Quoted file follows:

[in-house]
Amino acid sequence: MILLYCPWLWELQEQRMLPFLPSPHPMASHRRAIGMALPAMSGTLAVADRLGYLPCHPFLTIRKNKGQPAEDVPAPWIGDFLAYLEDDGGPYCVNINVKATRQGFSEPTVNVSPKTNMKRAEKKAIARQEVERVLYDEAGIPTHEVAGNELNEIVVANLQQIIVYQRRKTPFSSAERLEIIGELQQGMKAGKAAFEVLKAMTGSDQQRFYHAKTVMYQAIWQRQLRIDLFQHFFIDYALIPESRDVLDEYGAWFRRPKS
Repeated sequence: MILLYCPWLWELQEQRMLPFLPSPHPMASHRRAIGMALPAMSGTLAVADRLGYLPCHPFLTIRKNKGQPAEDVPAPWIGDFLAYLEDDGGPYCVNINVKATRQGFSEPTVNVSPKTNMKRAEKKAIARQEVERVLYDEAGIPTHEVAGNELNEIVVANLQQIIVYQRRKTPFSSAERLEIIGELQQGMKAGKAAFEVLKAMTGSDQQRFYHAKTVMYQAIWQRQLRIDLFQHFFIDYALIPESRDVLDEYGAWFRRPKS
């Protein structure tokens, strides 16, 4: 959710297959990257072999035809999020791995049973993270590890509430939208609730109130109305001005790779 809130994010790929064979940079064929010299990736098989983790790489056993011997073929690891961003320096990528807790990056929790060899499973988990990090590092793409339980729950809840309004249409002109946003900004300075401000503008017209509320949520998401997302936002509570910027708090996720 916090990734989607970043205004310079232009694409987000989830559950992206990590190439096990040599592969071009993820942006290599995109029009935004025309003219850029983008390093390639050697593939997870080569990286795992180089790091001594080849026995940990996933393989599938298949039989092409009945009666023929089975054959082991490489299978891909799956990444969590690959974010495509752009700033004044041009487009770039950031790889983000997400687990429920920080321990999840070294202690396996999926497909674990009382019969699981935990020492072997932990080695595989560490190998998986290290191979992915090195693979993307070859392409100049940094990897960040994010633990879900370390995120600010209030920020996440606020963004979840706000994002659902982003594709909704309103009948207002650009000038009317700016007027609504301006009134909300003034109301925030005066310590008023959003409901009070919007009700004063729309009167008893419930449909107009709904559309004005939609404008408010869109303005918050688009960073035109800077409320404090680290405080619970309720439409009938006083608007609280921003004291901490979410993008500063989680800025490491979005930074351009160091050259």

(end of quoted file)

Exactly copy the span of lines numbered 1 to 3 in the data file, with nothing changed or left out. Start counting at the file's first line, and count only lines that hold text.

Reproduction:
[in-house]
Amino acid sequence: MILLYCPWLWELQEQRMLPFLPSPHPMASHRRAIGMALPAMSGTLAVADRLGYLPCHPFLTIRKNKGQPAEDVPAPWIGDFLAYLEDDGGPYCVNINVKATRQGFSEPTVNVSPKTNMKRAEKKAIARQEVERVLYDEAGIPTHEVAGNELNEIVVANLQQIIVYQRRKTPFSSAERLEIIGELQQGMKAGKAAFEVLKAMTGSDQQRFYHAKTVMYQAIWQRQLRIDLFQHFFIDYALIPESRDVLDEYGAWFRRPKS
Repeated sequence: MILLYCPWLWELQEQRMLPFLPSPHPMASHRRAIGMALPAMSGTLAVADRLGYLPCHPFLTIRKNKGQPAEDVPAPWIGDFLAYLEDDGGPYCVNINVKATRQGFSEPTVNVSPKTNMKRAEKKAIARQEVERVLYDEAGIPTHEVAGNELNEIVVANLQQIIVYQRRKTPFSSAERLEIIGELQQGMKAGKAAFEVLKAMTGSDQQRFYHAKTVMYQAIWQRQLRIDLFQHFFIDYALIPESRDVLDEYGAWFRRPKS